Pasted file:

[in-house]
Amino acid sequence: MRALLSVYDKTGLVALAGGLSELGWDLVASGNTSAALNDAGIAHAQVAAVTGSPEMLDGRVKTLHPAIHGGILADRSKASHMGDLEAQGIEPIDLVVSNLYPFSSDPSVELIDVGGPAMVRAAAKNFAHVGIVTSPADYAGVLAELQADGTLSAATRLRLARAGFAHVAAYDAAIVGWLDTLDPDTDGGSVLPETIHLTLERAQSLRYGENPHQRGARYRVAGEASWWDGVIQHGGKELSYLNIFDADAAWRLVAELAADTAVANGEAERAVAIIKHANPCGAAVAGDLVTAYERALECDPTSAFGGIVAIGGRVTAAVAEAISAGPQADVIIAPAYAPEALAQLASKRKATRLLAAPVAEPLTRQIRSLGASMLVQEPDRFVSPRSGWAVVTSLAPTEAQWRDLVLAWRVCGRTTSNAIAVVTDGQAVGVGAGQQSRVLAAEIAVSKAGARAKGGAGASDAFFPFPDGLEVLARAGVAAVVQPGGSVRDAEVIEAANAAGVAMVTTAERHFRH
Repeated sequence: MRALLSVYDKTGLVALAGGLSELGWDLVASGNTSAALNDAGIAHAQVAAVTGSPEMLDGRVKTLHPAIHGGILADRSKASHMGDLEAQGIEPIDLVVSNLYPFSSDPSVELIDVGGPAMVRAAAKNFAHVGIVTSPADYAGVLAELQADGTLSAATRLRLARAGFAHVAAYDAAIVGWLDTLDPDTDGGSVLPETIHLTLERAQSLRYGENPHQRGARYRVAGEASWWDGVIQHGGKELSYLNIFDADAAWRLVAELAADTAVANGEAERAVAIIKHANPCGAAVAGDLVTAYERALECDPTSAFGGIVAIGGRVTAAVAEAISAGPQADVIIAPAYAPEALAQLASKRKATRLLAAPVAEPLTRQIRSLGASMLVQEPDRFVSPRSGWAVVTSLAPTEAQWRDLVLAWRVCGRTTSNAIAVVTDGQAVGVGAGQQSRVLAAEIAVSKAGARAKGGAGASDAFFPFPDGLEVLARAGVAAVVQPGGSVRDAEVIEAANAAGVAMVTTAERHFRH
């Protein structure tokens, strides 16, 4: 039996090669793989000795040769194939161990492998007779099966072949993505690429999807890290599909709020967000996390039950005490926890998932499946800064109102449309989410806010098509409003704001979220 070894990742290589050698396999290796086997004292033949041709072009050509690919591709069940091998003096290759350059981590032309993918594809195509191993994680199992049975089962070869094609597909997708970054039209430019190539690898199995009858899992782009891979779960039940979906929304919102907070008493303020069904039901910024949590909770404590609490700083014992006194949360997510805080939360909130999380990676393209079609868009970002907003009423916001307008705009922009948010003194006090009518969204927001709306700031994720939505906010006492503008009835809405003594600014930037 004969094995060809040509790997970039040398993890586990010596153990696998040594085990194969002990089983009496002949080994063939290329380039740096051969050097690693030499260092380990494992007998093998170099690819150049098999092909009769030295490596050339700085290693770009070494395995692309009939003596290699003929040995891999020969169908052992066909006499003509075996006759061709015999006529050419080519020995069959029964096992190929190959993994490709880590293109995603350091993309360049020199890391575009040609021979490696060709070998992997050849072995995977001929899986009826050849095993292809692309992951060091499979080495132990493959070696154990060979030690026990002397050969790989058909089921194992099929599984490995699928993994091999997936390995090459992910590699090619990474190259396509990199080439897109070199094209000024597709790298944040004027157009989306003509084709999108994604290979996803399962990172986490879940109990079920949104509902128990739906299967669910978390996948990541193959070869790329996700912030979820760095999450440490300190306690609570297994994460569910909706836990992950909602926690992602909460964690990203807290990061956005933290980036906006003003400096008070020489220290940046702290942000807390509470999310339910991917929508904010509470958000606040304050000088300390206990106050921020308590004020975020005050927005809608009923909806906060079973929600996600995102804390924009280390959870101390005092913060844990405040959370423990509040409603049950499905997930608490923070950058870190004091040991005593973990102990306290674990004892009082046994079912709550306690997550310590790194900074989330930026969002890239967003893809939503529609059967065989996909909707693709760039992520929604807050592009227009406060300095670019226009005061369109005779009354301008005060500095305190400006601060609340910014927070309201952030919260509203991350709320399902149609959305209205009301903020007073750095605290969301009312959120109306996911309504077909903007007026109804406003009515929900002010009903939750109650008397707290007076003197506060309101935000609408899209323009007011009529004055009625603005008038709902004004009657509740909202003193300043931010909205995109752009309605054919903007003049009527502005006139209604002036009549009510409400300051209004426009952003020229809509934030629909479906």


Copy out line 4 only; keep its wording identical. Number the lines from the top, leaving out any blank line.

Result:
């Protein structure tokens, strides 16, 4: 039996090669793989000795040769194939161990492998007779099966072949993505690429999807890290599909709020967000996390039950005490926890998932499946800064109102449309989410806010098509409003704001979220 070894990742290589050698396999290796086997004292033949041709072009050509690919591709069940091998003096290759350059981590032309993918594809195509191993994680199992049975089962070869094609597909997708970054039209430019190539690898199995009858899992782009891979779960039940979906929304919102907070008493303020069904039901910024949590909770404590609490700083014992006194949360997510805080939360909130999380990676393209079609868009970002907003009423916001307008705009922009948010003194006090009518969204927001709306700031994720939505906010006492503008009835809405003594600014930037 004969094995060809040509790997970039040398993890586990010596153990696998040594085990194969002990089983009496002949080994063939290329380039740096051969050097690693030499260092380990494992007998093998170099690819150049098999092909009769030295490596050339700085290693770009070494395995692309009939003596290699003929040995891999020969169908052992066909006499003509075996006759061709015999006529050419080519020995069959029964096992190929190959993994490709880590293109995603350091993309360049020199890391575009040609021979490696060709070998992997050849072995995977001929899986009826050849095993292809692309992951060091499979080495132990493959070696154990060979030690026990002397050969790989058909089921194992099929599984490995699928993994091999997936390995090459992910590699090619990474190259396509990199080439897109070199094209000024597709790298944040004027157009989306003509084709999108994604290979996803399962990172986490879940109990079920949104509902128990739906299967669910978390996948990541193959070869790329996700912030979820760095999450440490300190306690609570297994994460569910909706836990992950909602926690992602909460964690990203807290990061956005933290980036906006003003400096008070020489220290940046702290942000807390509470999310339910991917929508904010509470958000606040304050000088300390206990106050921020308590004020975020005050927005809608009923909806906060079973929600996600995102804390924009280390959870101390005092913060844990405040959370423990509040409603049950499905997930608490923070950058870190004091040991005593973990102990306290674990004892009082046994079912709550306690997550310590790194900074989330930026969002890239967003893809939503529609059967065989996909909707693709760039992520929604807050592009227009406060300095670019226009005061369109005779009354301008005060500095305190400006601060609340910014927070309201952030919260509203991350709320399902149609959305209205009301903020007073750095605290969301009312959120109306996911309504077909903007007026109804406003009515929900002010009903939750109650008397707290007076003197506060309101935000609408899209323009007011009529004055009625603005008038709902004004009657509740909202003193300043931010909205995109752009309605054919903007003049009527502005006139209604002036009549009510409400300051209004426009952003020229809509934030629909479906």